• Change their behavior and positively influence their younger siblings.

The 'Be Nice' Fund starts every month with $50 in it. If they manage to say nice things Click To Tweet

Having to decide what to spend the money on at the end of the month, encourages them to cooperate with each other and decide together what they will do with their bounty. It will no longer be about what they want as individuals, but they will be more mindful about what everyone wants.

The caveat of this is that my wife and I are also participating with all of the same rules and goals; which means when we say something wrong or behave badly, the children gain a dollar. Basically, not only do the children have this incentive but so do my wife and I. This pushes the adults to be mindful of their children’s feelings and creates a team competition. It has brought awareness to the “big kids” on how they should be talked to and treated by their all family members.

My Goal

Well, two weeks have passed since we started this. So far, the score is Kids: 17 and Adults: 5. In the first few months, I don’t expect either team (kids vs. parents) to do too well. The adage, “Old habits die hard,” is a sad, sad truth – especially for my wallet right now.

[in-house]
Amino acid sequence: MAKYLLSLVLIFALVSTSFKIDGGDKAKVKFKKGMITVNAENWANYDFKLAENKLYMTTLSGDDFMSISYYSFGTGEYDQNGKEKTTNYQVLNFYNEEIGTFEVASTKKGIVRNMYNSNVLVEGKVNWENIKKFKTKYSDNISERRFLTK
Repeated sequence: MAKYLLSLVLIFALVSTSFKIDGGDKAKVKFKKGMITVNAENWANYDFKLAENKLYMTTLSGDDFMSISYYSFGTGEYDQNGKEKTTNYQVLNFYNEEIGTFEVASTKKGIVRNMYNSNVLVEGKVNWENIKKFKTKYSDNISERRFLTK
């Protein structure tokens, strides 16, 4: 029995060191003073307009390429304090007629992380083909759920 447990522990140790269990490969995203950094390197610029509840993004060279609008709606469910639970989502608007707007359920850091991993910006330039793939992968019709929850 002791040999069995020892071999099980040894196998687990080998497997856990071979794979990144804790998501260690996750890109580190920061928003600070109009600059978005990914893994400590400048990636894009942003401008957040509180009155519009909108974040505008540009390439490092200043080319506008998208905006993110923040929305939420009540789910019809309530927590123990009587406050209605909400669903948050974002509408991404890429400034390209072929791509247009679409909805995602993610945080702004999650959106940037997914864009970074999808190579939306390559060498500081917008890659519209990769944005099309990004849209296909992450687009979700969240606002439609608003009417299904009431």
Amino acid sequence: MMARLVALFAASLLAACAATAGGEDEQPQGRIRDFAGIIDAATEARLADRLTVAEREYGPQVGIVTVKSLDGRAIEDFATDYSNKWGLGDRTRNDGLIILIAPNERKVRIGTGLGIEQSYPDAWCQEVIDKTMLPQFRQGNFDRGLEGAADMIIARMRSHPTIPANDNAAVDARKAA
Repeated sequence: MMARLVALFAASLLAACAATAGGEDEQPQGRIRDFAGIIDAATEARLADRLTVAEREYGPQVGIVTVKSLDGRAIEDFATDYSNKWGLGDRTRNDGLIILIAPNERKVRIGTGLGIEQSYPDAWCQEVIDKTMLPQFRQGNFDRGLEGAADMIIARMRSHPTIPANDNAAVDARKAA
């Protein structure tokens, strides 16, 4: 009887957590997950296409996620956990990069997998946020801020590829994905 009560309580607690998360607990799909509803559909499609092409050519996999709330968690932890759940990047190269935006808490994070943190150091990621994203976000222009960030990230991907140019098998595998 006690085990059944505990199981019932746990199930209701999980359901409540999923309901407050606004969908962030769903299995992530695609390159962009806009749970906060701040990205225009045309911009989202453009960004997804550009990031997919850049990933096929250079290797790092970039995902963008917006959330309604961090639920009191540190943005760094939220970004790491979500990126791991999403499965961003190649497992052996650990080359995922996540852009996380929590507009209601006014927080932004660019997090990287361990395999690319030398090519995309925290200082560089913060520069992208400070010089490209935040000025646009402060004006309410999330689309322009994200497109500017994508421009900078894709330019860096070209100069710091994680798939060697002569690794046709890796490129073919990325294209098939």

As a father, I want to watch my children grow up respecting the people around them; but also, I want to them to be mindful of the people they encounter. This awareness has to start at home and honestly, it starts with me. I want our kids to understand, when we react or act with the things we say, the world around us is affected. Everything affects our choices and people’s choices when interacting with us. Most of all, I want to see them influence the world; to make a change, make a difference, and to intentionally keep things peaceful.

I want leave you with some amusing advice from the late Mark Twain who said:

“Be respectful to your superiors, if you have any; also to strangers, and sometimes to others. If a person offends you and you are in doubt as to whether it was intentional or not, do not resort to extreme measure; simply watch your chance and hit him with a brick. That will be sufficient. If you shall find that he had not intended any offense, come out frankly and confess yourself in the wrong when you struck him; acknowledge it like a man, and say you didn’t mean to.”
– Advice to Youth Speech

What is GetConnectDAD?

@GetConnectDAD is an international project focused on One goal:  More ConnectDAD families.   We are 150 writers from around the world, focused on 52 Traits we want in our children.

Each week, parents from around the world are writing on a specific topic as part of a year’s worth of introspection on some key traits we want to consider for our kids.

Our writers answer the question, “What do you do to teach your kids about Empowerment, Generosity, etc?”

We understand that no one can focus on 52 unique traits; however, we hope that parents are able to think about each of these ‘traits’ as they are introduced and consider what they are doing to introduce components to their kids.